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        When I was in Amsterdam once I was looking for a cheap place to eat (often times traveling can get inexplicably expensive very fast). I have Indonesian heritage that means a lot to me, so when I found a traditional Indonesian restaurant (a little hole in the wall type place), I decided I would eat there. I still remember now that at the end of my meal, I ordered a cake called “spekook.” It’s a very thinly layered spice cake.Screen Shot 2016-11-16 at 4.29.48 PM.png


When I say layers I mean about 25 layers in a single slice. It was absolutely delicious, I ordered several other slices. As the day progressed I visited the Van Gogh museum and chomped down on that cake. It was lovely. I remember freaking out that I had gained 5 lbs in the first week I was there, then I remembered that living on gelato, entire baguettes and pastries isn’t particularly how you slim down. Even if you are walking many miles every day. Hell yeah though, it’s worth it.

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        People always say that traveling alone takes a lot of courage. I’ve almost felt that when I’ve gone places alone it was out of a very childish need to explore. It wasn’t like I buckled up my bootstraps and actively thought “I have to be strong to do this!” I normally felt like it was a chance to let go, not to really become stronger.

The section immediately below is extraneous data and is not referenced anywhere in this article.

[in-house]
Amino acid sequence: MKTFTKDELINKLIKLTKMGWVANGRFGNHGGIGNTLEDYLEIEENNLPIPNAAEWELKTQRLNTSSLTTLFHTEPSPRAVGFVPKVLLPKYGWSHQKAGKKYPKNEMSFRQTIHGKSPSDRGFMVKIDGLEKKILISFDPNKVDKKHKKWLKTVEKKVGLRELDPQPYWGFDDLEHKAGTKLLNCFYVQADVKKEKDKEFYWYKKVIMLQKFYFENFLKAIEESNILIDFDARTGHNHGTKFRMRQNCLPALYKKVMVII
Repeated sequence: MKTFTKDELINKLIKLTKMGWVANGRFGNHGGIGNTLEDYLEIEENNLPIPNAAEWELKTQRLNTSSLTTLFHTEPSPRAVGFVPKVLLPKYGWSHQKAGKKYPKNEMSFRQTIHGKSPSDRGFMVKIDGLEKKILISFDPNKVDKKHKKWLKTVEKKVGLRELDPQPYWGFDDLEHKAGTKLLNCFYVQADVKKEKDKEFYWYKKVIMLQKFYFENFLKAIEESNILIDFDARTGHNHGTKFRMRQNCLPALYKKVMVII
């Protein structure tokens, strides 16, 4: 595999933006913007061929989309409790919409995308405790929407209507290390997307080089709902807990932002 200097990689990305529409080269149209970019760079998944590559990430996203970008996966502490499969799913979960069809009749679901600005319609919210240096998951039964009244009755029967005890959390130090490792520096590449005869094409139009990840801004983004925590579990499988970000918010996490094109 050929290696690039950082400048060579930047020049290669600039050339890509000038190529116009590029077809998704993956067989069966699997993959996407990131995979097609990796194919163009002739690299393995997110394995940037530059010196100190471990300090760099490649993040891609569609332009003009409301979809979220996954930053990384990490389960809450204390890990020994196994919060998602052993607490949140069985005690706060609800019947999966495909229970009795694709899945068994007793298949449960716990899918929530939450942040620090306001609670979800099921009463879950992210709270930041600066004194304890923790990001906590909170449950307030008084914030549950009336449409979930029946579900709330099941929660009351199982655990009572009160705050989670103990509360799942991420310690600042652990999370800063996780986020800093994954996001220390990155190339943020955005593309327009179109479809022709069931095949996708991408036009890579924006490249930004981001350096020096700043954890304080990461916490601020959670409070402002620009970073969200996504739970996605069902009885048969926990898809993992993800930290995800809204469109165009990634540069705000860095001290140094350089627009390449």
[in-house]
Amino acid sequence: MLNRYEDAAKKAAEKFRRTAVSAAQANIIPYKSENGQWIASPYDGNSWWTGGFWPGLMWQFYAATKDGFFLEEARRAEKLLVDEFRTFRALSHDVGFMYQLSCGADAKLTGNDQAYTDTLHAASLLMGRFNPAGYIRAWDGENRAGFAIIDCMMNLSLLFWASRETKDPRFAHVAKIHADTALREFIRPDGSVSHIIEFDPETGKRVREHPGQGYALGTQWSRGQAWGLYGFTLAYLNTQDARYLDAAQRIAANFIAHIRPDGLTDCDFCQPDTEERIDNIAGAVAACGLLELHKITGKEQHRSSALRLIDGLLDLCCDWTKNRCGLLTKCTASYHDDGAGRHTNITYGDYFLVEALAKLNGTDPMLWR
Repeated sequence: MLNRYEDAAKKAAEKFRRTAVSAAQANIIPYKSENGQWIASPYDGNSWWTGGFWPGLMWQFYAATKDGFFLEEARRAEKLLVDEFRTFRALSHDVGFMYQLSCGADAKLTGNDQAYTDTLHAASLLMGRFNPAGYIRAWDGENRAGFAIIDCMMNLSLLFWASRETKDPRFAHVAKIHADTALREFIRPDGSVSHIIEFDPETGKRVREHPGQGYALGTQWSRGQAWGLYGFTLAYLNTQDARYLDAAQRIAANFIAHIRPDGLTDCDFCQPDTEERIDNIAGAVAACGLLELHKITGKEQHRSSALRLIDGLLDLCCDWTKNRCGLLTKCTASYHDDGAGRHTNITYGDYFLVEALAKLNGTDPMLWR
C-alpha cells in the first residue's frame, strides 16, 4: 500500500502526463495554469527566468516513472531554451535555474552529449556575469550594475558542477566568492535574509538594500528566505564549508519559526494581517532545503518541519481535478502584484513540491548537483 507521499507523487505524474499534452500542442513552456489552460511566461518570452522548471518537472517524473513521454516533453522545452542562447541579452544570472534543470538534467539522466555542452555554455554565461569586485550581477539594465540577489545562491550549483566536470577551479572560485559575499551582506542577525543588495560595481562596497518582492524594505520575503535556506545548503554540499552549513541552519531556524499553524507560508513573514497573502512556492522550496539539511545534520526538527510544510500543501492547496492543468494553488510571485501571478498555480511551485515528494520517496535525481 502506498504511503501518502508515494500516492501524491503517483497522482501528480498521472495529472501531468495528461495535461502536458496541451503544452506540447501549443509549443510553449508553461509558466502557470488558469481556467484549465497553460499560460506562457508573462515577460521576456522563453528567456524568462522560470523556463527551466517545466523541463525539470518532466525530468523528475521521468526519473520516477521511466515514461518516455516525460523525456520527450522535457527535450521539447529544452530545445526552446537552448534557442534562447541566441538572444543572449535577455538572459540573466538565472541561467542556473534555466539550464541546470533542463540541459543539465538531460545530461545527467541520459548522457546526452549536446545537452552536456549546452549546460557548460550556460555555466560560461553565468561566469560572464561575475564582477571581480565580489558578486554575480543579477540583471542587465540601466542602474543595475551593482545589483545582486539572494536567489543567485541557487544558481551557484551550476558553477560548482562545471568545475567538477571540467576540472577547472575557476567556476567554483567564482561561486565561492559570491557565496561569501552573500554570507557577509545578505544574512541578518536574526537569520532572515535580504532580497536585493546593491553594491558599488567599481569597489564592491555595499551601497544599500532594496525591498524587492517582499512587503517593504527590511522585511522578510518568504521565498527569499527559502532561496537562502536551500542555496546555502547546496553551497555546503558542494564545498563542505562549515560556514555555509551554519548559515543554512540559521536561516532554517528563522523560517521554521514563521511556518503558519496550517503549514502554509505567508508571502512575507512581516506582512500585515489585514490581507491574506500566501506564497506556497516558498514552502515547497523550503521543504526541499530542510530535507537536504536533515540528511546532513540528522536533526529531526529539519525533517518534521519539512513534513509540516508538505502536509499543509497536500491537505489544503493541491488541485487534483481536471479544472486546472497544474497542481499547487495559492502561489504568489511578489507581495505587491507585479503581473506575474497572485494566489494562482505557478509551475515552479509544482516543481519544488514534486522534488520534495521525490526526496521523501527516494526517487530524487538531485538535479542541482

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        Often times in high school if I dreaded going back to class, I would walk to a secret tree house I had found, or go take a hike, or just go drive. I would find it hard to go back. Or to take that turn away from the highway, in order to head back to school. I wanted to keep driving, all the way to California. Just adventure somewhere.

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        I grew up going to Isla Mujeres, Mexico multiple times a year. All throughout my life I looked forward to our next trip from the moment it was planned. I looked forward to coming back with cornrows and flower beads in my hair, bronzed skin and a more “chill” attitude. God, do I sound annoying? But really this was my escape. It taught me that homework and soccer practice wasn’t all there was to life when I was in elementary school. Then in middle school it wasn’t that being skinny and having the right makeup was all that mattered. Because in Mexico that wasn’t what mattered. I could run around the beach topless with a stomach full of guacamole and pina coladas “sin alcohol” (well, until a few years ago), and do cartwheels and jump off bridges into the ocean and just feel the world around me. We would wander the streets at night and eat at local restaurants (I would only ever order beans and rice). Then we would get in arguments about which ice cream place to go to. In high school Mexico taught me that college applications and long rehearsals weren’t the only way of life. That you can just stop. Put on the brakes. And it’s powerful to know that getting all caught up in your world is just a series of expectations and pressures you are putting on yourself. There is so infinitely much more to the world than we know.